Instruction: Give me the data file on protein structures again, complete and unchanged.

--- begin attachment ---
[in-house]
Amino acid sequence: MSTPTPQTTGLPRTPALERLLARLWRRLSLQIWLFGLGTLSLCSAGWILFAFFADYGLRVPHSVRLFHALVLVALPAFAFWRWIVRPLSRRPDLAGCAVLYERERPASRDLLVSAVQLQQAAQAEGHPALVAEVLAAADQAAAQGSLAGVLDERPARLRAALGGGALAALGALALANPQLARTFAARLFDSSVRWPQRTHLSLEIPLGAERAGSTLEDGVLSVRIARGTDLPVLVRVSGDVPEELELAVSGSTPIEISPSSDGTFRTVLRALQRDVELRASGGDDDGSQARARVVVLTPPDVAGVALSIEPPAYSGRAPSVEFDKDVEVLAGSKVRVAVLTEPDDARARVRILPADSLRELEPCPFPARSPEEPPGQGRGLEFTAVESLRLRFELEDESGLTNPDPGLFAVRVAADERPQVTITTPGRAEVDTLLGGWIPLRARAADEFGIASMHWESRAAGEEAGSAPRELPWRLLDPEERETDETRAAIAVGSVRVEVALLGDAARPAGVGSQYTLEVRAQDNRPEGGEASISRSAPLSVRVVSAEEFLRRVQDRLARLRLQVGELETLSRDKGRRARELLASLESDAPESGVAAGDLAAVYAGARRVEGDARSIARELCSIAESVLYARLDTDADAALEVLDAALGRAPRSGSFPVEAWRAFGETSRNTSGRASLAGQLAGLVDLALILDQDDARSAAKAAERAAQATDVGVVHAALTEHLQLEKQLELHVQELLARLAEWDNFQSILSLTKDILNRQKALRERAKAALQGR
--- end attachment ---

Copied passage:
[in-house]
Amino acid sequence: MSTPTPQTTGLPRTPALERLLARLWRRLSLQIWLFGLGTLSLCSAGWILFAFFADYGLRVPHSVRLFHALVLVALPAFAFWRWIVRPLSRRPDLAGCAVLYERERPASRDLLVSAVQLQQAAQAEGHPALVAEVLAAADQAAAQGSLAGVLDERPARLRAALGGGALAALGALALANPQLARTFAARLFDSSVRWPQRTHLSLEIPLGAERAGSTLEDGVLSVRIARGTDLPVLVRVSGDVPEELELAVSGSTPIEISPSSDGTFRTVLRALQRDVELRASGGDDDGSQARARVVVLTPPDVAGVALSIEPPAYSGRAPSVEFDKDVEVLAGSKVRVAVLTEPDDARARVRILPADSLRELEPCPFPARSPEEPPGQGRGLEFTAVESLRLRFELEDESGLTNPDPGLFAVRVAADERPQVTITTPGRAEVDTLLGGWIPLRARAADEFGIASMHWESRAAGEEAGSAPRELPWRLLDPEERETDETRAAIAVGSVRVEVALLGDAARPAGVGSQYTLEVRAQDNRPEGGEASISRSAPLSVRVVSAEEFLRRVQDRLARLRLQVGELETLSRDKGRRARELLASLESDAPESGVAAGDLAAVYAGARRVEGDARSIARELCSIAESVLYARLDTDADAALEVLDAALGRAPRSGSFPVEAWRAFGETSRNTSGRASLAGQLAGLVDLALILDQDDARSAAKAAERAAQATDVGVVHAALTEHLQLEKQLELHVQELLARLAEWDNFQSILSLTKDILNRQKALRERAKAALQGR